Tuesday, March 27, 2012

BL o'clock: Bangin' Behind the Scenes 03

I recently asked my Bang Bang staff to discuss BL o'clock, the time when we set down our translation hats or red pens or wacom tablets to decompress... usually with more BL! Our BL o'clock posts will feature the book(s) we're reading. Editor Kimberly Lammens always has an interesting books in her queue, so she's up to bat first! Dutch style!

Like those annoying people who change subject mid-sentence, I like to change book mid-chapter.

Right now I'm reading Japanese Colour Prints (1966) by J. R. Hillier. Imagine my delight when I realized that the evolution of many of the Japanese comic conventions can be traced to these woodblock ukiyo-e prints!

The middle book is Bread and Wine: an Erotic Tale of New York City (1999). It's a beautiful autobiography: Delany, a university professor, tells the very unusual love story of himself and his partner, a homeless man. Check this book out for an amazing love story told with Mia Wolff's creative and dynamic image-word technique.

The highest book is Erotic Anger (2001) by Gerard Pommier, a French psychoanalyst. He believes Freud's Oedipus complex, Electra complex and castration anxiety theories explain why we like and/or need angry sex. Eventually, after a page or two of this book, I start crying at my sheer stupidity, walk over to the corner of my office, and pick up a kodomo because Pommier and Freud have cock n' balled my brain. Chi always fixes me up right fine.

Next is Anne Whittingham, one of Boys Love Bang Bang's translators.

I'm taking the opportunity to read J no Subete ("All About J") again before I start graduate school next week, as it deals with some very interesting issues and themes surrounding sexuality. Plus, it's by one of my very favorite BL managaka, Asumiko Nakamura! J no Subete follows J's life and how he deals with feelings of gender disparity over three volumes. It's a very dark and psychological manga, and I'd be flabbergasted if it were ever officially localized, but I do hope it is someday!

Next up is Heart of Thomas (Touma no Shinzou). First published in 1974 by acclaimed mangaka Moto Hagio, it's one of the very first shonen-ai/boys' love titles to come out in Japan. I've been really interested in the roots of modern day BL recently, hence why I picked this one up. I'm not very far into it, so I can't comment on the story yet, though! Did you know it's finally getting a localization this year? AND it's going to be translated by localization superstar Matt Thorn?? How exciting! I highly suggest everyone pick up a copy when it comes out. We desperately need more 70's BL and shoujo manga available in English.

Do you have any BL o'clock favorites? Tell us about them! Translator Barbara Vincent and I (letterer Alexandra Gunawan) will make another post later in the month! Let us know if this post was useful for you!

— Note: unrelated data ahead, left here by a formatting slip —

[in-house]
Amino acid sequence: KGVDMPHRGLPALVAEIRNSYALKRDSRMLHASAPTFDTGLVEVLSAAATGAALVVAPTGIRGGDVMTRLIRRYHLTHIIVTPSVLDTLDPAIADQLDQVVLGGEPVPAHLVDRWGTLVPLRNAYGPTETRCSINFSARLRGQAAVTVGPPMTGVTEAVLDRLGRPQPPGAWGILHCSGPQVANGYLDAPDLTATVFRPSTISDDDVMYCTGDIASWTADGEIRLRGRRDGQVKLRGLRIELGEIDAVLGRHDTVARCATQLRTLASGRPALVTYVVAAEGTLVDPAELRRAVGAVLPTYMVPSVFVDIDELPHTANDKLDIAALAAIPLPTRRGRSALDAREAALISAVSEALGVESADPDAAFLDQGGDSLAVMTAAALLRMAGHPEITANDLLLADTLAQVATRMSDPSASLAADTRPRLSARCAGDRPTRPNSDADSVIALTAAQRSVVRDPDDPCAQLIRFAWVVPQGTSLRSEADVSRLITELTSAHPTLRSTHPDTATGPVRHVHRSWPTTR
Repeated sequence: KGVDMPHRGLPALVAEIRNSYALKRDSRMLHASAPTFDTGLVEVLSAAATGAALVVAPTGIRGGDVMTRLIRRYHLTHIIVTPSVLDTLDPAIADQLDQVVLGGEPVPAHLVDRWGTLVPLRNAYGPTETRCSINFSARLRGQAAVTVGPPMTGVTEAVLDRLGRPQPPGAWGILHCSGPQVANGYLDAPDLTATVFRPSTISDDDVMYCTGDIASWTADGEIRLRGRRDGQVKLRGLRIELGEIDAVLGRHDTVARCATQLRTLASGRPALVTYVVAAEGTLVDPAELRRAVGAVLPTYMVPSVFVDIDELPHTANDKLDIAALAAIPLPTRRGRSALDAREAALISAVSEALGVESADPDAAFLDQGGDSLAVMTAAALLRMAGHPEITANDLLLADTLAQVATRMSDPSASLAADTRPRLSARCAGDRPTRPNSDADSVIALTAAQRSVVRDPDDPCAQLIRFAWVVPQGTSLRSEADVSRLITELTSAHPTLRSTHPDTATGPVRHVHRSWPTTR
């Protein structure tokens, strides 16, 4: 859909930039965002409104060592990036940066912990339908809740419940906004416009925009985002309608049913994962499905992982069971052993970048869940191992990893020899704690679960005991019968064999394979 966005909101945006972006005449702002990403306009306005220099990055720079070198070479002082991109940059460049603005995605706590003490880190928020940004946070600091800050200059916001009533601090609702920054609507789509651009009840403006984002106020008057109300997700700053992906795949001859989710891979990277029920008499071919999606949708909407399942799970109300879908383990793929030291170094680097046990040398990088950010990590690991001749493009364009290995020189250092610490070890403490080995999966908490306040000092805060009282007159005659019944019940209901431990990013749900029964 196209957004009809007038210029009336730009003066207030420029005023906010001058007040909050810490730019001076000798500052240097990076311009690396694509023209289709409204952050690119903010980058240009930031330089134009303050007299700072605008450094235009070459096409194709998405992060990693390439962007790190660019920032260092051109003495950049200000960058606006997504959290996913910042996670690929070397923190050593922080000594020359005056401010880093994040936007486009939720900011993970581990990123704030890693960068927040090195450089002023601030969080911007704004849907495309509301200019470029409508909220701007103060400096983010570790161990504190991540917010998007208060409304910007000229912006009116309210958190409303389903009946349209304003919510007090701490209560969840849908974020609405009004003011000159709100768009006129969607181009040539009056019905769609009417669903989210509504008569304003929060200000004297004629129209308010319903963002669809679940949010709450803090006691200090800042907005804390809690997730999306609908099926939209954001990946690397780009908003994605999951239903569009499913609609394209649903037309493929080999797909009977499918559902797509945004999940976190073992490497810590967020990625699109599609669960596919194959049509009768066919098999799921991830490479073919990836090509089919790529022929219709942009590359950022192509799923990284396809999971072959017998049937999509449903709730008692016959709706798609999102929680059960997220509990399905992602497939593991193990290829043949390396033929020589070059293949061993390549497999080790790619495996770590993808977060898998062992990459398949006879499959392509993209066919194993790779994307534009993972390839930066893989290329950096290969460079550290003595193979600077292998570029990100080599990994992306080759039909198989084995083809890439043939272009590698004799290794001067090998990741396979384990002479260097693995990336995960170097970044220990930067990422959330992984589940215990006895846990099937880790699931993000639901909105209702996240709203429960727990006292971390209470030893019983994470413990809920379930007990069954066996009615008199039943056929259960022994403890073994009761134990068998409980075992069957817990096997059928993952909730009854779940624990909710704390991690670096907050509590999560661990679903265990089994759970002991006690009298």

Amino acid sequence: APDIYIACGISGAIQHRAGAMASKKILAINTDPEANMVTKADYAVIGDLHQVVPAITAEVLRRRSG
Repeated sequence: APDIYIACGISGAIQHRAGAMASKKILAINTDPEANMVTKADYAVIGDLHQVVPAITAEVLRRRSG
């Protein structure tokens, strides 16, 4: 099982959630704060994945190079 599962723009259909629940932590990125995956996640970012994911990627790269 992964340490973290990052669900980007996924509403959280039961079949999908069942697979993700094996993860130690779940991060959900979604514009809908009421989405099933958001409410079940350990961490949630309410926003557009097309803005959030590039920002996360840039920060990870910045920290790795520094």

1. I studied ukiyo-e/sumi when I was in school. I prefer the landscapes over the kabuki-focused works. Hokusai Katsushika's The Great Wave of Kanagawa is one of my favorites. It's really beautiful, but kind of terrifying--impending doom and what not. It's supposed to be focused on Mt Fuji, but with the awesome wave in the foreground, you hardly notice the mountain. I also liked it because if reminds me of the Star Wars sheets my cousin had on his bed when we were younger.

    I started reading Heart of Thomas, a couple months ago, but I was really frustrated with a lot of things and I didn't want to be frustrated and sad, so I stopped after the first 100 pages or so of the 1st volume. It was good, but I need a little distance before I pick it up again.

    I'm always interested in what other people are reading and as a fan it makes me happy to know what you guys are up to.

  2. OH LA! A fellow ukiyo-e fan?! *embraces (in the nonsexual way! unless...)* The Japanese art aesthetic is so elegant and breath-taking; I love the way it captures the essence of things!

    I like the pop art fan pics of the kabuki actors--especially when there's a story attached to the actor! I also like the landscape ones as well. I'm currently scheming to find posters of all 46 views of Mount Fuji.... (http://en.wikipedia.org/wiki/Thirty-six_Views_of_Mount_Fuji#Prints)

    LOL (vocally!) at the "what not" part of "It's really beautiful, but kind of terrifying--impending doom and what not."

    1. The Great Wave is one of the 36! There's one kabuki-e that I really liked. It showed two oyama going at it and one was pulling the other's hair off. It was rather hilarious. I tried to find it to give you a link, but I don't remember the artist. It's in one of my text books, so if I still have it (after 3 moves), I'll share it. I liked it because it was a departure from the stage battles--going behind the curtain into the dressing rooms.

    2. Yes! If you do find your old book, please do let me know! I'm intrigued!

      I have another book that has a bunch of shunga prints. I love that subcategory of ukiyo-e the best! This book focuses on the m/m chonin relationships, as well as wakashudo (samurai way of boy love) and the monks with their acolytes. Very pretty, very pretty. It also has a great psychological discussion! I highly recommended it!